4. The appellant's counsel referred to the recent decision of this Board in Income-tax Commissioner, Bihar and Orissa v. Maharajadhiraj of Darbhanga the judgment being delivered by Lord Macmillan. In that case a money-lender had lent money on a zarpeshgi lease and usufructuary mortgage of agricultural lands under which he was in possession with all the powers of an owner, and upon the terms that, after deducting from a gross estimated rental the estimated costs of management and a sum (thika rent) which was to be credited, he was to take the balance (thika profits). There was no dispute that the rents so drawn by him were agricultural income within the meaning of Section 2(1) (a) of the Act, and it was conceded that if the assessee had not been a money-lender and the transaction in course of his money-lending business, the statutory exemption would have applied, but it was maintained that the income was income, profits and gains of the business, and that it thereby lost the benefit of the exemption. The Board held that the result of the exemption is to exclude ' agricultural income' altogether from the scope of the Act, howsoever or by whomsoever received, and that the nature of the assessee's business cannot affect the exemption.
5. In the opinion of their Lordships, that case affords a useful contrast to the present case. The position of the asse,ssee in that case had been described by the Chief Justice of Patna-and this Board adopted the description-as follows (p. 221):-
The mortgagee-lessee was to be in possession of both properties, and, in his relation to the cultivators of the soil he stood in the position of landlord, dealing directly with them and collecting the rents. He had moreover to pay the Government revenue, cesses and taxes and his name was registered in the Land Registration Department. He alone was able to sue for rent whether current or arrears, to sue for enhancement or for ejectment and was able to settle lands with raiyats and tenants in all the properties, in fact he was in a position to take all proceedings which the mortgagor would have been able to take in the ordinary course if the lands leased and mortgaged had remained in her khas possession.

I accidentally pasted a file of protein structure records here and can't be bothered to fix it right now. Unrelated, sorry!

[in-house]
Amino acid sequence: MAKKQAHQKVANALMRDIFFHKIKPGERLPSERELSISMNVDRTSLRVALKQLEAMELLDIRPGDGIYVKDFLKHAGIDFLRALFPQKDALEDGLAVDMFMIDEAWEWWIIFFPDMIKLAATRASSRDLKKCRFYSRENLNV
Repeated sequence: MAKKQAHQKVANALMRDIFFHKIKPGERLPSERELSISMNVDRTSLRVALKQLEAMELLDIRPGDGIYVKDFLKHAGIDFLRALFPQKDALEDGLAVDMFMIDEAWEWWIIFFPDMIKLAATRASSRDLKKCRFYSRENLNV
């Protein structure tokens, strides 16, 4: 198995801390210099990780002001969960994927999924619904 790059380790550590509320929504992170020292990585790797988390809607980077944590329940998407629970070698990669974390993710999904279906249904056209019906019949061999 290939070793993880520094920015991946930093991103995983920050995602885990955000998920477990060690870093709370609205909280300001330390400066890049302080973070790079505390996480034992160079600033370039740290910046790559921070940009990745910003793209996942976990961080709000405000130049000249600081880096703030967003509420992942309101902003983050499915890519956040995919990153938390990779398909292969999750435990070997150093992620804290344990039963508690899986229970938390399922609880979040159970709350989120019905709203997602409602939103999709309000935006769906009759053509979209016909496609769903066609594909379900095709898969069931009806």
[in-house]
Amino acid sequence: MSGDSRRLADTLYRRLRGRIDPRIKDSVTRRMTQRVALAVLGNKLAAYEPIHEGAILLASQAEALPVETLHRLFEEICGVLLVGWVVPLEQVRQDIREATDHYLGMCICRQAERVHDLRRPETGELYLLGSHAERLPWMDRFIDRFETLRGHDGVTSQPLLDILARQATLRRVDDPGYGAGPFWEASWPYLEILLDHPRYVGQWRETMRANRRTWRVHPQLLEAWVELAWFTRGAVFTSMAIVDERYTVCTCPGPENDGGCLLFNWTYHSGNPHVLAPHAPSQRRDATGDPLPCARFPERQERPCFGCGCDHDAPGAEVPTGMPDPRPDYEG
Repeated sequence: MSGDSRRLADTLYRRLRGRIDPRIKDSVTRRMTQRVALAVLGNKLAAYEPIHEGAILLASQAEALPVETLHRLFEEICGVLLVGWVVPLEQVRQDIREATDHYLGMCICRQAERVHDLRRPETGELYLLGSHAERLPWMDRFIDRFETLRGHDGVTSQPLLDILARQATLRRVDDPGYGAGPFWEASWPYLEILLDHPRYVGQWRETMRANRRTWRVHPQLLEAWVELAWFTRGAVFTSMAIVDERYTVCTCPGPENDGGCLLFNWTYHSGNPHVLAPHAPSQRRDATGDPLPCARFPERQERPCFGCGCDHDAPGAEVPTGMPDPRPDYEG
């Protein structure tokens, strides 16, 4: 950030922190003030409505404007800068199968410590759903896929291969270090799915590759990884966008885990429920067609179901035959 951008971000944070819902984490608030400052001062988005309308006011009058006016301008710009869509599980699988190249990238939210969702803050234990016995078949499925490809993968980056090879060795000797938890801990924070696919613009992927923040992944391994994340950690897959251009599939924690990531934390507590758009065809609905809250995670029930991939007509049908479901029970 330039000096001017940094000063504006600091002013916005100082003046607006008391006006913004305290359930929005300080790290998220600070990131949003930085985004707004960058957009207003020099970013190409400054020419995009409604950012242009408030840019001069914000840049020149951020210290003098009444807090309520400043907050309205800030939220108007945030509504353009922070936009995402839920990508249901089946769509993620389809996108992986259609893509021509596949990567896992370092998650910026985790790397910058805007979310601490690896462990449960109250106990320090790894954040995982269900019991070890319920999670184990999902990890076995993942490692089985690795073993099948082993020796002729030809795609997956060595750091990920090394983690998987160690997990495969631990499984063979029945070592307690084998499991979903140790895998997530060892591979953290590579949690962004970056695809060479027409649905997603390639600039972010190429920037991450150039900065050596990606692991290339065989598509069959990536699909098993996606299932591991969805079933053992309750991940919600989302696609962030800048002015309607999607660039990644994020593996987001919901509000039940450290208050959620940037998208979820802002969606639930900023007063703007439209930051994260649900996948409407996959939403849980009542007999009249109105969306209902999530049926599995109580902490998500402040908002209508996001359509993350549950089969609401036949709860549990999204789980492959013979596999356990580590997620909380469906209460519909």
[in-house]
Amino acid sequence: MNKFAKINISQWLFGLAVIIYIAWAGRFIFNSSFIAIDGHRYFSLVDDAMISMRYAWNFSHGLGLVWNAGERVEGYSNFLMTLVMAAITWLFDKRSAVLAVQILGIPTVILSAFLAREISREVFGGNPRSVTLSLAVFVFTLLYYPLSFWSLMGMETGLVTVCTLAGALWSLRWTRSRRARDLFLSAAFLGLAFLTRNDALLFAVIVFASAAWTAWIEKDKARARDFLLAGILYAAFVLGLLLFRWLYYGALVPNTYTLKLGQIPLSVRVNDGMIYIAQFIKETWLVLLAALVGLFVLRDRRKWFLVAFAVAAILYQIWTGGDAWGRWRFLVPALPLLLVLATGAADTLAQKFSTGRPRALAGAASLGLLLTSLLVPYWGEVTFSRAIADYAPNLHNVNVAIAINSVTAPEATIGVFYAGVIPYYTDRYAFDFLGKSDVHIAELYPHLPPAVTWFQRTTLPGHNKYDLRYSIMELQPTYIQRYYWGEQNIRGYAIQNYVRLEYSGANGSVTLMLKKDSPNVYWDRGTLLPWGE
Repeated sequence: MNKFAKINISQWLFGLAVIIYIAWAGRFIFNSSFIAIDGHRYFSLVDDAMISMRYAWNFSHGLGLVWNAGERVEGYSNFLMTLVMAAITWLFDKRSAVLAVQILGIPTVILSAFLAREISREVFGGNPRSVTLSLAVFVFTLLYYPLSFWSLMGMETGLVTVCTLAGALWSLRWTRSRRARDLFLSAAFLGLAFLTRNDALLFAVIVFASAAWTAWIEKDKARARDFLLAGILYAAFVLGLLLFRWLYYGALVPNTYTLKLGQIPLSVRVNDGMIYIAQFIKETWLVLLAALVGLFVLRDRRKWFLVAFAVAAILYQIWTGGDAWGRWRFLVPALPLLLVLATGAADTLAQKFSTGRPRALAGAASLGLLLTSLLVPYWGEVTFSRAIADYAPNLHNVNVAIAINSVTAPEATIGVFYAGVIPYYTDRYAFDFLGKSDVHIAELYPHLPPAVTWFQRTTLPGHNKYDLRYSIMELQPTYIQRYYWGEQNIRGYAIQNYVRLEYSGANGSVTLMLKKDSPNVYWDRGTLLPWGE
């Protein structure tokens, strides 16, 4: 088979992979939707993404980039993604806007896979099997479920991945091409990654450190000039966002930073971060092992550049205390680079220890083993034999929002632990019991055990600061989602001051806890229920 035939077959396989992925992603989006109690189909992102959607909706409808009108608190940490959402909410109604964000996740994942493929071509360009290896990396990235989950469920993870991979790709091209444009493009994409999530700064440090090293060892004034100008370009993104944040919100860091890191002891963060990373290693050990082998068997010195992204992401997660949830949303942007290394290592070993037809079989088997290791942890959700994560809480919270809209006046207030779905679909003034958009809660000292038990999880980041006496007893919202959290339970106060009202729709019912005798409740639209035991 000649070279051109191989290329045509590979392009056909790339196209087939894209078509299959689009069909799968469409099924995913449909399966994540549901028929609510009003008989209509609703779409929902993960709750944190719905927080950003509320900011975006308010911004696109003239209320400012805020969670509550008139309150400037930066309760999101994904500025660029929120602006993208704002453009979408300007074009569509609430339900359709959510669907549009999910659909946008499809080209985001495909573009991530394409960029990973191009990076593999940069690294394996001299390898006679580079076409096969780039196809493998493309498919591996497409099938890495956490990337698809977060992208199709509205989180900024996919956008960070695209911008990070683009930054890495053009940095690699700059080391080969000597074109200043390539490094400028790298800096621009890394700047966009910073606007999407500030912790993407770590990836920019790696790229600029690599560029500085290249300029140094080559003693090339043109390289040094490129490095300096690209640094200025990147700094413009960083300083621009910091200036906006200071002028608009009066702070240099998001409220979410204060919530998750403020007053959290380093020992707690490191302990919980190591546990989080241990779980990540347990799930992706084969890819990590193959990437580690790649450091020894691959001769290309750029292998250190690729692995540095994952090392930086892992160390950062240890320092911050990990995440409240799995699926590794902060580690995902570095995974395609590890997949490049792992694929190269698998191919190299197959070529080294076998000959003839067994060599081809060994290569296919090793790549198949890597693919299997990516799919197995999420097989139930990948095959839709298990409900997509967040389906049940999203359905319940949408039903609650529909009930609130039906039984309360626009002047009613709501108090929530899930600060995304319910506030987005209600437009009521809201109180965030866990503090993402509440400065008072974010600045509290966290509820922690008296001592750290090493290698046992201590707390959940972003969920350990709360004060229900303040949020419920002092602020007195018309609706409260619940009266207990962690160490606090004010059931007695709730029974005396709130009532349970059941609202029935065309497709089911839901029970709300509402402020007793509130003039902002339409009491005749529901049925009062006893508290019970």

Accordingly, the assessee collected the rents directly in his own right and the amount of his income therefrom depended on his exercise of these rights. The position of the appellant is very different :-the recovery of the rents depends on the rights of the waqf estate, and on the appellant's performance of his duties of managements as mutawalli, and the amount of his remuneration does not depend either on the nature of the properties or assets which constitute the waqf estate, nor on the amount of the income derived therefrom by the waqf estate. If, as might possibly happen, the whole or a portion of the waqf property ceased to be represented by agricultural lands, it is clear that the remuneration fixed by Article 15 of the scheme would not be affected.
6. Their Lordships agree with the High Court in holding that, albeit the income received by the wakf estate is within the definition of agricultural income in Section 2(2), the sums drawn therefrom as remuneration by the appellant are not agricultural income received by the appellant, and the question of law referred to the Court should be answered in the negative. Their Lordships desire to add that a different question might have arisen if the appellant's remuneration had been by way of a fractional part of the income of the waqf estate, or by a percentage commission. That case may be considered if, and when, it arises, and their Lordships express no opinion thereon.
7. Accordingly, their Lordships will humbly advise His Majesty that the judgment of the High Court should be affirmed, and that the appeal should be dismissed with costs.